The Large Magellanic Cloud isn’t Very Metal

The Large Magellanic Cloud (LMC) is the Milky Way’s most massive satellite galaxy. Because it’s so easily observed, astronomers have studied it intently. They’re interested in how star formation in the LMC might have been different than in the Milky Way.

A team of researchers zeroed in on the LMC’s most metal-deficient stars to find out how different.

The LMC is about 163,000 light-years away and about 32,000 light-years across. Even though it’s that large, it’s still only 1/100th the mass of the Milky Way. It was probably a dwarf spiral galaxy before gravitational interactions with the Milky Way and the Small Magellanic Cloud warped its shape. Scientists predict it’ll probably merge with the Milky Way in about 2.4 billion years.

The LMC wasn’t always this close to the Milky Way. It formed elsewhere in the Universe, out of a different reservoir of gas than the Milky Way. The LMC’s stars preserve the environmental conditions they formed in.

The first stars to form in the Universe were the most metal-poor stars. When they formed, only hydrogen and helium from the Big Bang were available. These stars are called Population 3 stars, and they’re largely hypothetical. They were massive and many of them exploded as supernovae. These stars forged the heavier elements, called metals in astronomy, and then spread them out into space to be taken up by the next stars to form. That process continued generation by generation.

Population III stars were the Universe’s first stars. They were extremely massive, luminous stars, and many exploded as supernovae. Image Credit: DALL-E

Nobody’s ever found a Population 3 star because even if they’re more than hypothetical, they’d all be long gone by now. But in new research, scientists examined 10 of the LMC’s most metal-poor stars. They found one Population 2 star that is so metal-poor it’s similar to Population 3 stars.

The research is titled “Enrichment by extragalactic first stars in the Large Magellanic Cloud.” It’s published in the journal Nature Astronomy. The lead author is Anirudh Chiti from the Department of Astronomy & Astrophysics and the Kavli Institute for Cosmological Physics, both at the University of Chicago.

“This star provides a unique window into the very early element-forming process in galaxies other than our own,” said lead author Chiti. “We have built up an idea of how these stars that were chemically enriched by the first stars look like in the Milky Way, but we don’t yet know if some of these signatures are unique or if things happened similarly across other galaxies.”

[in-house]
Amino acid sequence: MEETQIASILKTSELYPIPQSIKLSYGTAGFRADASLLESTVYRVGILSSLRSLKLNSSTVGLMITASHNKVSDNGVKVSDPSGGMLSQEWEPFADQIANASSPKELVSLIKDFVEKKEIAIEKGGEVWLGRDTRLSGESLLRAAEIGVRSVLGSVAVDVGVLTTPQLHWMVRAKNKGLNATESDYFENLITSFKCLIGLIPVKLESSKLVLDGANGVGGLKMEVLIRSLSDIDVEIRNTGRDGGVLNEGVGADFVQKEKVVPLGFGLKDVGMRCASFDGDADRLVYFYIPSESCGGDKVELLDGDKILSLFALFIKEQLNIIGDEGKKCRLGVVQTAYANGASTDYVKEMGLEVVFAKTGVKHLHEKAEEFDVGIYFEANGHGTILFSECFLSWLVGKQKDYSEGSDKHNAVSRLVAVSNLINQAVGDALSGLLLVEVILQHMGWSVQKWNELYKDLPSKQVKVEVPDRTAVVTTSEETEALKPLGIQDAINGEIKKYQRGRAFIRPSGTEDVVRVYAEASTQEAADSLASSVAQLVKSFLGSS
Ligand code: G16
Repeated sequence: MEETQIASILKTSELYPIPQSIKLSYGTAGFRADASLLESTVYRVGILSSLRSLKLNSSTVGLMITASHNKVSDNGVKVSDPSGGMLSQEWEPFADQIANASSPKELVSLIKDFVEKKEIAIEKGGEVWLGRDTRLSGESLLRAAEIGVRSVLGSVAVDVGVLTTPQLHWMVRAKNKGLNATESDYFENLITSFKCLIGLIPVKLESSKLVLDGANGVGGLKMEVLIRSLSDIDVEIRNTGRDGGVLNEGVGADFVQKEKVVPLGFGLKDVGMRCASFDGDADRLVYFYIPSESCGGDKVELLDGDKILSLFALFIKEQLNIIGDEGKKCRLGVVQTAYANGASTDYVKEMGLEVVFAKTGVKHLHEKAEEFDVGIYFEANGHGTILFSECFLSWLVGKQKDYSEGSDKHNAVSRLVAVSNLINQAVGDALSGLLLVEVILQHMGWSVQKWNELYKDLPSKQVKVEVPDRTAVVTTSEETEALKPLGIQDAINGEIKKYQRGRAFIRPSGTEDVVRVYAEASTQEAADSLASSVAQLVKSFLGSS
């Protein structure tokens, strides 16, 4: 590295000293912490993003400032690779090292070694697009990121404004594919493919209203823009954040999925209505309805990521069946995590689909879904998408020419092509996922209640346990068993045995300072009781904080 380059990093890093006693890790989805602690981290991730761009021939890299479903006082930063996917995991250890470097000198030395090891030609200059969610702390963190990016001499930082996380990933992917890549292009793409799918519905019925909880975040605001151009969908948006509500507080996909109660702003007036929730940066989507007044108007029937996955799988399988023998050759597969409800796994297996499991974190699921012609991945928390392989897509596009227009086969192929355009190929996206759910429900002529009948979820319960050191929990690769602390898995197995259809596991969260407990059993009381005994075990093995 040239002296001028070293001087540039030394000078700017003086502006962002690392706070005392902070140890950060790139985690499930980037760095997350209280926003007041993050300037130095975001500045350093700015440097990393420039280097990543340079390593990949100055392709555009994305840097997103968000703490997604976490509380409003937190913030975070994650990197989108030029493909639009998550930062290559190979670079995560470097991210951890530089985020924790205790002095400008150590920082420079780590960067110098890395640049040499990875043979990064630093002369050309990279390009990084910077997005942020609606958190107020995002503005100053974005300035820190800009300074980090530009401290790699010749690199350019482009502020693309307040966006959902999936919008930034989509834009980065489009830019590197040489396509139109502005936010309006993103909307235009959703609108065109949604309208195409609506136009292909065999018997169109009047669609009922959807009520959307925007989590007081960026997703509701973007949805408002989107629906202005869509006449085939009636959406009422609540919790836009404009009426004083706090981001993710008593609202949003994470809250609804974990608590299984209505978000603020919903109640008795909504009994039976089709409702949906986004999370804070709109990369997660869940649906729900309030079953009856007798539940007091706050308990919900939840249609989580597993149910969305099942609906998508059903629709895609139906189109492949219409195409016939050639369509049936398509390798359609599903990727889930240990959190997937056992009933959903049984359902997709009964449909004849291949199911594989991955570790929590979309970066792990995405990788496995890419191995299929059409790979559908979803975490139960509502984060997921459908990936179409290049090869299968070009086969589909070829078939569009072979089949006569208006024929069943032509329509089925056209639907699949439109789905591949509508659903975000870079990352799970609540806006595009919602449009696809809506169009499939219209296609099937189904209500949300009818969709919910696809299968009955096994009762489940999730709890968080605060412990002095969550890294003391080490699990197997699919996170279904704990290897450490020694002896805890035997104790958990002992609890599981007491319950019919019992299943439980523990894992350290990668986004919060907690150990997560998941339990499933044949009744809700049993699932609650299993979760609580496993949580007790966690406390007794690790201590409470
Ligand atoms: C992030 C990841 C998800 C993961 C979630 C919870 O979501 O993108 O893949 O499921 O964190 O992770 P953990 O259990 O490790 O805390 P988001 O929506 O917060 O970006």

The earliest Population 3 stars changed the Universe. By producing metals, they guaranteed the stars to follow had higher metallicities. But exactly what metals did they produce, and how much?

“We want to understand what the properties of those first stars were and what were the elements they produced,” said Chiti.

The difficult part is that nobody’s ever seen a Population 3 star. But by identifying an extremely metal-poor star that’s very similar to the first stars, the researchers found the next best thing. Finding nine other metal-poor stars was also helpful.

They compared the 10 LMC metal-poor stars to metal-poor stars in the Milky Way. The results show how different processes and different environments in both galaxies affected star formation and metal enrichment.

This illustration shows the Milky Way galaxy’s inner and outer halos. Old, metal-poor stars tend to inhabit the halo. (Image Credits: NASA, ESA, and A. Feild [STScI])

These metal-poor stars are difficult to find. Most of the stars in the Universe resulted from successive generations of stars; their enriched metallicity is a testament to that. Our Sun is a metal-rich Population 1 star, for example.

But these older, metal-poor Population 2 stars are out there. Since astronomers will likely never find an ancient Population 3 star, the Population 2 stars with the lowest metallicities are the next best things.